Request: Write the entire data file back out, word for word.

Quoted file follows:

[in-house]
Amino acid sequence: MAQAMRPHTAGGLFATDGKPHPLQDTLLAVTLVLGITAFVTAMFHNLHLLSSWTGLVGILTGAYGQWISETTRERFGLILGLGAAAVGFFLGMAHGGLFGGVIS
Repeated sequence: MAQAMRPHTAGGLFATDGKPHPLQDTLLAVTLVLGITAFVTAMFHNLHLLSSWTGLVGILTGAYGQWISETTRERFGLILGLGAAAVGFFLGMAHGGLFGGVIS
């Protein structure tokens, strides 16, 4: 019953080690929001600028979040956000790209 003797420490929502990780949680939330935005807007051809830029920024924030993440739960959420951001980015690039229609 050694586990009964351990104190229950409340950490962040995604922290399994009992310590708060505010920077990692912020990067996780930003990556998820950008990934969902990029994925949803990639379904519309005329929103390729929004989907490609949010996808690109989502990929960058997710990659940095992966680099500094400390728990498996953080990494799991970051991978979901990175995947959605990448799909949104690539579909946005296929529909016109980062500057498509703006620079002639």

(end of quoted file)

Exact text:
[in-house]
Amino acid sequence: MAQAMRPHTAGGLFATDGKPHPLQDTLLAVTLVLGITAFVTAMFHNLHLLSSWTGLVGILTGAYGQWISETTRERFGLILGLGAAAVGFFLGMAHGGLFGGVIS
Repeated sequence: MAQAMRPHTAGGLFATDGKPHPLQDTLLAVTLVLGITAFVTAMFHNLHLLSSWTGLVGILTGAYGQWISETTRERFGLILGLGAAAVGFFLGMAHGGLFGGVIS
């Protein structure tokens, strides 16, 4: 019953080690929001600028979040956000790209 003797420490929502990780949680939330935005807007051809830029920024924030993440739960959420951001980015690039229609 050694586990009964351990104190229950409340950490962040995604922290399994009992310590708060505010920077990692912020990067996780930003990556998820950008990934969902990029994925949803990639379904519309005329929103390729929004989907490609949010996808690109989502990929960058997710990659940095992966680099500094400390728990498996953080990494799991970051991978979901990175995947959605990448799909949104690539579909946005296929529909016109980062500057498509703006620079002639």